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PeterSibley
02-22-2017, 05:08 PM
http://www.abc.net.au/news/programs/national-press-club/

Perhaps of interest to our US friends.

PeterSibley
02-22-2017, 08:11 PM
No comments ? I thought it was a green shoot of hope.

skuthorp
02-22-2017, 08:18 PM
Donald will can it, maybe sack him if he can.

Osborne Russell
02-22-2017, 08:24 PM
No comments ? I thought it was a green shoot of hope.

Generally I don't click on bare links. Who said what and what do you think?

PeterSibley
02-22-2017, 10:01 PM
I don't know the US context but essentially a global warming message adapted to Christian right perspectives. I sounds hopeful.

''Lawyer and former US Congressman Bob Inglis addresses the National Press Club in Canberra on how conservatives can lead on climate action in the age of Donald Trump.''

PeterSibley
02-23-2017, 12:57 AM
Bump, the speaker has some good ideas.

Osborne Russell
02-23-2017, 01:04 PM
The so-called "stewardship" idea is as old as the Reagan Administration. Of course it sounds hopeful. It's the co-opting of the hopefulness of environmentalism as a fig leaf over good old rape and run middle eastern monotheism. Look, the Nazis are caring for unwed mothers -- so their sons can become soldiers.

Long time since Reagan and they haven't done Jack. They never intended to. Reagan's Secretary of the Interior, answerable only to the President, said when asked about future generations, "I don't know how many generations we can count on before the coming of the Lord."

PeterSibley
02-23-2017, 06:29 PM
True but I still distilled some hope from it.

TMny
02-23-2017, 06:29 PM
Thanks, Peter.

I've begun listening to 'longer takes' during meals (prep & munching), since then i'm a captive audience , but with split attention.....

Some months back i listened to Mr. Inglis in the 18-minute TED Talk format. He is sincere and somewhat enlightened.

In the National Press Club/Canberra address that you flagged, the questions posed by the representative from Canberra IQ spoke to me -- we need specifics!
The Question/answer segment was quite good.

Two elements of Mr. Inglis' policy stood out: (1) The border adjustment , (2) slashing the 12.5% existing regressive payroll tax.

I don't trust myself much as a policy analyst ... but the border adjustment sounds like a significant trade tariff ... and a similar proposal from the Right a month (or few months) ago (involving a California-based economist named IIRC 'Auberbach') was analysed by Professor Paul Krugman as being a significant tariff. It is possible that other nations ("China") would simply reciprocate, so this might be all right , but I'm not qualified to say.

Slashing the '12.5% payroll tax' should be translated to "gutting the revenue stream for Social Security" (which is all ready underfunded)... which , again might work -- but we have the spectacle of Representative Paul Ryan, whose fervor for privatizing Social Security was evidently not dampened by either the 2000 'Dot-com' market crash , or the 2008/'9 financial crisis {sooo, we're talking ideology/religion}.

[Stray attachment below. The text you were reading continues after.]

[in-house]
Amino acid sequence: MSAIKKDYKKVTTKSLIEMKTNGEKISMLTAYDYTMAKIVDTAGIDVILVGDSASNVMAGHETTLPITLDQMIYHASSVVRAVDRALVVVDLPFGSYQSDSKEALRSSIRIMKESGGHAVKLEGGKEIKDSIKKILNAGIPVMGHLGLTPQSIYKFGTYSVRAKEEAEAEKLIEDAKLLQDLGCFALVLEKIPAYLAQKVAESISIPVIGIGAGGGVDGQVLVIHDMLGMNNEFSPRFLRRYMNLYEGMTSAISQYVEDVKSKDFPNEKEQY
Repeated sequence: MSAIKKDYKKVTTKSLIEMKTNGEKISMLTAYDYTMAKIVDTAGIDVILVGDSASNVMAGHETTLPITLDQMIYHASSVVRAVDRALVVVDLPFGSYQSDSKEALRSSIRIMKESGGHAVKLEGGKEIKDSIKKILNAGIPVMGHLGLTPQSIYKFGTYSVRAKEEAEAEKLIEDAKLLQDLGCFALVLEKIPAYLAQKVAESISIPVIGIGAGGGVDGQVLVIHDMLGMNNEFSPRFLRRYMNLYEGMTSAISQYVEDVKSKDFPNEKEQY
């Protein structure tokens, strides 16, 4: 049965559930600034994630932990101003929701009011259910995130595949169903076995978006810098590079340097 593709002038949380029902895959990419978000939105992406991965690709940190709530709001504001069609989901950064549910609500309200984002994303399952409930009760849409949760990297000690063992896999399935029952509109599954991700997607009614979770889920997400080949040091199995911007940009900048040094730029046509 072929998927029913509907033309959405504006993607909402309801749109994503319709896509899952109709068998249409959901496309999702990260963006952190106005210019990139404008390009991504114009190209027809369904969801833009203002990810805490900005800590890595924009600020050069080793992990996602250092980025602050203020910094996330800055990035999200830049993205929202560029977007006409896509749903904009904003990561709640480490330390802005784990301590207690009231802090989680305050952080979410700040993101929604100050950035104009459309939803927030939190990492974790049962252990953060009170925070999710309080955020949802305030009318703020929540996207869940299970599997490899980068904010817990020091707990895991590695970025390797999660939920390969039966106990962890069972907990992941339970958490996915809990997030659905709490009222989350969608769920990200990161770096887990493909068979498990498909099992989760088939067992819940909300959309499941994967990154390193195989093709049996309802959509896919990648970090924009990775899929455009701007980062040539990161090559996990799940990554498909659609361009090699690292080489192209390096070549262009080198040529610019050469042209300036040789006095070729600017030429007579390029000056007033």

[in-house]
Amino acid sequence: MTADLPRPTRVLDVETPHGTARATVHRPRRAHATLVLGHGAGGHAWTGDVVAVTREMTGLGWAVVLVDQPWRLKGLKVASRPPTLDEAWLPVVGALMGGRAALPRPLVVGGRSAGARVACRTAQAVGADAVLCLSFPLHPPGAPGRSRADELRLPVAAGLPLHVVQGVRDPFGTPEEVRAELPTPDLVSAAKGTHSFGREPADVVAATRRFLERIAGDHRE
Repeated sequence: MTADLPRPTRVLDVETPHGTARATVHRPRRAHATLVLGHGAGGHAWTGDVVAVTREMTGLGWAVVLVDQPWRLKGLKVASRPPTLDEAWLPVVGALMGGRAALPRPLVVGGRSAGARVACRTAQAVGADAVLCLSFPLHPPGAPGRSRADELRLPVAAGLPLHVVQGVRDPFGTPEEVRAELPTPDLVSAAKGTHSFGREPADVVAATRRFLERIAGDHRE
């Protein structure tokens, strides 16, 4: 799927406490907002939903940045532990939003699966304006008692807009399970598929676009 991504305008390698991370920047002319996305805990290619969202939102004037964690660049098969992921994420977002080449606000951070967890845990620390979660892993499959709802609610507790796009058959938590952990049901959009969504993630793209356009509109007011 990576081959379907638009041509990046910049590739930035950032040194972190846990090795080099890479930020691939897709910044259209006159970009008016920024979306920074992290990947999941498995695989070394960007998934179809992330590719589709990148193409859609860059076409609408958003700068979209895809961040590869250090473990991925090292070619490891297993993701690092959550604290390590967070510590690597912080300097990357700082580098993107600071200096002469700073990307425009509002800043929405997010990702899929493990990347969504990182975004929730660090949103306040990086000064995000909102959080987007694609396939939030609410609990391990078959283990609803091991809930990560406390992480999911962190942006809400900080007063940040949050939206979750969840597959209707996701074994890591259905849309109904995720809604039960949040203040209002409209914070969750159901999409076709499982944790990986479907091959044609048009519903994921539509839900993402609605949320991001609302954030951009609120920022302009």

On the other hand, it is wonderful that Mr. Inglis is concerned about regressivity in taxation, since only by significant effort was Pres Obama able to raise the top-income tax bracket marginal rate above that of high-middle earners (normal rich, vs billionaire squad).

It is absolutely wonderful that Mr. Inglis will consider a carbon tax. I think I heard him advocate ~$15.oo/tonCO2 , which would have had numerous positive effects circa 1990. For a year or few, the Shell Oil company has incorporated a $40.oo/tonCO2 rate of carbon tax into its' strategic/operational planning -- so they're plans/ops will not be derailed by a tax they expect to be forthcoming by government(s).

The notion of 'revenue neutrality' is quite popular, but may be sub-optimal. There are indications that Canadians and (some) Americans are not so concerned about the neutrality of the revenue, as that it Does fund developments to counter 'Climate Change' and Does Not get absorbed into 'general revenues'. This insight i derive from reading some posts by David Roberts, who writes for Vox (Paul Krugman mentioned Mr. Roberts in a column last summer).
{No quiz, just best stuff i've read.}

Roberts has delved into the CarbonTax issues in some detail; i list a few links below, i read two from April(2016) last summer, then others last fall:
(1.) http://www.vox.com/2016/4/22/11446232/price-on-carbon-fine Putting a price on carbon is a fine idea. It's not the end-all be-all.
Three reasons to temper your enthusiasm. Updated by David Roberts@drvoxdavid@vox.com Apr 22, 2016,
(2.) http://www.vox.com/2016/4/26/11470804/carbon-tax-political-constraints The political hurdles facing a carbon tax — and how to overcome them
Updated by David Roberts@drvoxdavid@vox.com Apr 26, 2016,
(3.) http://www.vox.com/energy-and-environment/2016/11/2/13491818/carbon-taxes-british-columbia-experiment
What we can learn about carbon taxes from British Columbia’s experiment Updated by David Roberts@drvoxdavid@vox.com Nov 3, 2016,
(4.) http://www.vox.com/2016/10/18/13012394/i-732-carbon-tax-washington The left vs. a carbon tax
The odd, agonizing political battle playing out in Washington state. by David Roberts on November 8, 2016

Having both Not Implemented Means , and Not Fully Researched Means, to address the ClimateChange issue... we are nearing a point when we will only be able to deal with the consequences through a somewhat less elegant process than might have been available.
(1.) We probably need a significant nuclear power program. Fusion may materialize , or may not. The US has gained notable proficiency operating our first generation Plutonium producers, but they were always designed for parallel ops with 'breeder' reactors which would recycle-extend the fuel. I think we should give strong consideration to the Leslie Dewan/Mark Massie TransAtomic Power venture (since it derives from MIT just after Fukushima Daiichi). There are actually dozens of nuclear ventures in various development stages in the states now! Nuclear power requires investment in development, and Waste storage.
(2.) There are now existent several battery, and other electric storage means, which were not available 5 years ago. These and others over next decades will need investment for development.